A declaration: this one is personal.
Decay has a certain beauty, but when it is associated with a mid-20th century architectural masterpiece it brings only sadness. The photo above is but a detail of the Grade 'A' listed Klein Studio that sits in wooded parkland between Galashiels and Selkirk in the Scottish Borders. Unfortunately, it is also "Buildings at Risk" registered.
Commissioned by textile designer Bernat Klein and designed by renowned 20th Century British architect Peter Womersley, completed in 1972, it was the recipient of awards and plaudits for its innovation and design. It sits below the hill on which the Klein family home was built, itself a Womersley designed, Grade 'A' listed building dating from 1958.
Even as a child, I thought the spaces created by Womersley were magical.
My parents were close friends of both Peter Womersley and Bernat and Margaret Klein. To have visited their homes, to have grown up with the fierce intelligence and cultural engagement that both Womersley and Klein brought to the table and to have had the privilege of their friendship and generosity, were gifts of lasting importance.
The Klein Studio reflects its setting,
the building sitting in its environment seamlessly. To this day, the reflections of the setting in the glass of the studio walls, and the sense of looking through the structure to the Borders countryside are thrilling.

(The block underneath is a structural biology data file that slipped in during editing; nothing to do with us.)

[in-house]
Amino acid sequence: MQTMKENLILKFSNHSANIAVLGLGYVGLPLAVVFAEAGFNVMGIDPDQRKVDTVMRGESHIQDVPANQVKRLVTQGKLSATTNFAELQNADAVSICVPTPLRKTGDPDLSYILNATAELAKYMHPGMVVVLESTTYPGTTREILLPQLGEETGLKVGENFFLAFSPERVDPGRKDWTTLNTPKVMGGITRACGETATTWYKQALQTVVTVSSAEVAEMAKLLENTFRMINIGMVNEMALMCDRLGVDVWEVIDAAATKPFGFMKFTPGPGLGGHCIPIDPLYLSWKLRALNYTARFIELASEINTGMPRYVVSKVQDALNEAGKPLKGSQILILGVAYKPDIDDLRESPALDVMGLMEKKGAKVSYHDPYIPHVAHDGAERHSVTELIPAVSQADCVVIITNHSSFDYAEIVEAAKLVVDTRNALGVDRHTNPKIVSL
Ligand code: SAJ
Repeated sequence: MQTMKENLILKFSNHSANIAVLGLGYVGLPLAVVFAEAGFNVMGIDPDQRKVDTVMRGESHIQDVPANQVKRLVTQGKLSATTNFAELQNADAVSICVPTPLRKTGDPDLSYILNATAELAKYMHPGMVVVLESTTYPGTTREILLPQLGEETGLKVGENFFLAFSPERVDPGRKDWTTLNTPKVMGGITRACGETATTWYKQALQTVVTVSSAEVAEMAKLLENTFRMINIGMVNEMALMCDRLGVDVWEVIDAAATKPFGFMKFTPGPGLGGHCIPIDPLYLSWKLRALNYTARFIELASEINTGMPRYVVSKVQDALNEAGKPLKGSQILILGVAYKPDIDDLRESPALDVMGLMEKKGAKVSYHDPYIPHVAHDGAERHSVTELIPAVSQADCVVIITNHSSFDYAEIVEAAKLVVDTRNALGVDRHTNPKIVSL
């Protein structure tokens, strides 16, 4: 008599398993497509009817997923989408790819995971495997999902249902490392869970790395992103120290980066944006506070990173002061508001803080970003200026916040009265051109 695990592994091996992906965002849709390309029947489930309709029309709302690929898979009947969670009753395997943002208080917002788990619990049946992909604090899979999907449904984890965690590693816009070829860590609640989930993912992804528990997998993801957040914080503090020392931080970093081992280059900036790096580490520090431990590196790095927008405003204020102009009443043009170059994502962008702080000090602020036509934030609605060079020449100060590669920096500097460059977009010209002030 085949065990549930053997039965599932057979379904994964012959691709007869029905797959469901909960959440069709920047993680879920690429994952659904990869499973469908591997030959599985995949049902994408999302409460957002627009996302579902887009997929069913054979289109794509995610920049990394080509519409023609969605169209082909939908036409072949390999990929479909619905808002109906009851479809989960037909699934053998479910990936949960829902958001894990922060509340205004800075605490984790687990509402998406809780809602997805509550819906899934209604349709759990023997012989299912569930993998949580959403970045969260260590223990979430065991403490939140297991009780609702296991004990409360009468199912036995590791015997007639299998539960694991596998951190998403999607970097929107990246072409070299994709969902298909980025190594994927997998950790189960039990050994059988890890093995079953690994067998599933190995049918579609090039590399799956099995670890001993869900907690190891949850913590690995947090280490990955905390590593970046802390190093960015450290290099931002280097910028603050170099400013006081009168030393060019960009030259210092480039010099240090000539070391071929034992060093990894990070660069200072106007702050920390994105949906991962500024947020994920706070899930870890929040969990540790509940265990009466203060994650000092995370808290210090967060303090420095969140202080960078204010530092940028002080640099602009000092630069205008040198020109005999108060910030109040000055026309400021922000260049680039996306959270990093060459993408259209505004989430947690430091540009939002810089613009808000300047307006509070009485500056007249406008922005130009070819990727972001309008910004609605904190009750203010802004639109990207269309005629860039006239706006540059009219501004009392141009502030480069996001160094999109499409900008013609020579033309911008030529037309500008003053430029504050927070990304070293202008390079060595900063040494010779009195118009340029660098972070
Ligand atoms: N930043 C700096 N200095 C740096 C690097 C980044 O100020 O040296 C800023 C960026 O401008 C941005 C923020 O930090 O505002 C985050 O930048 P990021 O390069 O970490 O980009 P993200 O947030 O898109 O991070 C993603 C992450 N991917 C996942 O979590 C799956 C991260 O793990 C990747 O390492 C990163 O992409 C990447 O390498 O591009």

Most of all, having experienced Womersley's and Klein's creative output as it happened has left me with a deep appreciation for the impact of good design in the best and broadest sense. This influence, preserved in the physical form of theses architectural works of art, should not be lost to future generations.
The Studio was sold by the Klein family in the 1990's.
Used then as the home of a local government - sponsored project to ameliorate a dependency of the Borders economy on a declining textile industry, it was in the early 2000's sold again, into private hands.
After an initial flurry of activity which sought planning permission to "repurpose" the studio as two flats, sInce then the Studio has languished, deteriorating rapidly in recent years, suffering flooding and consequent structural damage - and....
There has been a recent uptick of interest in Womersley's work. Professionals, academics, prominent representation in the 2015 year of Scottish architecture, tours, lectures, papers, university projects, Historic Environment Scotland, social media presence and so on. And still nothing.
Somewhere in all of this, a dialogue with the owner, an understanding of the difficulties and obstacles, a reexamination of the "repurposing", a sense of the possible is it seems to me, subjectively, to be missing. In short a place where all of these disparate threads of interest might find a simple collective expression of broad public concern that could lead to the shining of a little light onto this bleak picture.